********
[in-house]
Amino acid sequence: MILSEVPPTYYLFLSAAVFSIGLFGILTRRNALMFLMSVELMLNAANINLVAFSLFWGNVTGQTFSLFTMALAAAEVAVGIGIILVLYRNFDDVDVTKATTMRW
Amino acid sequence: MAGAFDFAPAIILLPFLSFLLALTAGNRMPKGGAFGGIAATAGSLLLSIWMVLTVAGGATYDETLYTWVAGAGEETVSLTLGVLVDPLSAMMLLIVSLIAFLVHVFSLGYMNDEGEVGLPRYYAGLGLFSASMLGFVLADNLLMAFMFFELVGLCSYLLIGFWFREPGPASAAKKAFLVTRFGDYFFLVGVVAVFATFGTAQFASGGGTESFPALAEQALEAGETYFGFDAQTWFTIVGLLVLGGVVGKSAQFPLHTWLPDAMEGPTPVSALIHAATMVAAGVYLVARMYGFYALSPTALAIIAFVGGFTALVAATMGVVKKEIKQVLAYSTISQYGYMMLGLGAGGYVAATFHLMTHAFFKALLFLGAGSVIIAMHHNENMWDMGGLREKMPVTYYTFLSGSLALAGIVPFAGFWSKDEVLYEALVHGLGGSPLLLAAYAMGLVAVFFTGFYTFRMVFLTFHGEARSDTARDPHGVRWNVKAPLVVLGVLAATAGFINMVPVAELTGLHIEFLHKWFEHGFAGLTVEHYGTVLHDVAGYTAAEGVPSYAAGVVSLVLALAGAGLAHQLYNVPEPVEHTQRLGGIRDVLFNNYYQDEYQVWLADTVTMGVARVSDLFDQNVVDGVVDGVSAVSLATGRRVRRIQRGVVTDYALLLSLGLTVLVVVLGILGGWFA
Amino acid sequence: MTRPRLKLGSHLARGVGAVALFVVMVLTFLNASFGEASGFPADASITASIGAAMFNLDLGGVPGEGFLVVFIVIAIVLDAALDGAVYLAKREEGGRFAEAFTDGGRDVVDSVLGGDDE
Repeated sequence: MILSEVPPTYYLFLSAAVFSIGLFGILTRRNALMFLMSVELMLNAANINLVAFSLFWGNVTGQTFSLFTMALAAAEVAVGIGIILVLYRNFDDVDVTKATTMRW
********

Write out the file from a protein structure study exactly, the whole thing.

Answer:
[in-house]
Amino acid sequence: MILSEVPPTYYLFLSAAVFSIGLFGILTRRNALMFLMSVELMLNAANINLVAFSLFWGNVTGQTFSLFTMALAAAEVAVGIGIILVLYRNFDDVDVTKATTMRW
Amino acid sequence: MAGAFDFAPAIILLPFLSFLLALTAGNRMPKGGAFGGIAATAGSLLLSIWMVLTVAGGATYDETLYTWVAGAGEETVSLTLGVLVDPLSAMMLLIVSLIAFLVHVFSLGYMNDEGEVGLPRYYAGLGLFSASMLGFVLADNLLMAFMFFELVGLCSYLLIGFWFREPGPASAAKKAFLVTRFGDYFFLVGVVAVFATFGTAQFASGGGTESFPALAEQALEAGETYFGFDAQTWFTIVGLLVLGGVVGKSAQFPLHTWLPDAMEGPTPVSALIHAATMVAAGVYLVARMYGFYALSPTALAIIAFVGGFTALVAATMGVVKKEIKQVLAYSTISQYGYMMLGLGAGGYVAATFHLMTHAFFKALLFLGAGSVIIAMHHNENMWDMGGLREKMPVTYYTFLSGSLALAGIVPFAGFWSKDEVLYEALVHGLGGSPLLLAAYAMGLVAVFFTGFYTFRMVFLTFHGEARSDTARDPHGVRWNVKAPLVVLGVLAATAGFINMVPVAELTGLHIEFLHKWFEHGFAGLTVEHYGTVLHDVAGYTAAEGVPSYAAGVVSLVLALAGAGLAHQLYNVPEPVEHTQRLGGIRDVLFNNYYQDEYQVWLADTVTMGVARVSDLFDQNVVDGVVDGVSAVSLATGRRVRRIQRGVVTDYALLLSLGLTVLVVVLGILGGWFA
Amino acid sequence: MTRPRLKLGSHLARGVGAVALFVVMVLTFLNASFGEASGFPADASITASIGAAMFNLDLGGVPGEGFLVVFIVIAIVLDAALDGAVYLAKREEGGRFAEAFTDGGRDVVDSVLGGDDE
Repeated sequence: MILSEVPPTYYLFLSAAVFSIGLFGILTRRNALMFLMSVELMLNAANINLVAFSLFWGNVTGQTFSLFTMALAAAEVAVGIGIILVLYRNFDDVDVTKATTMRW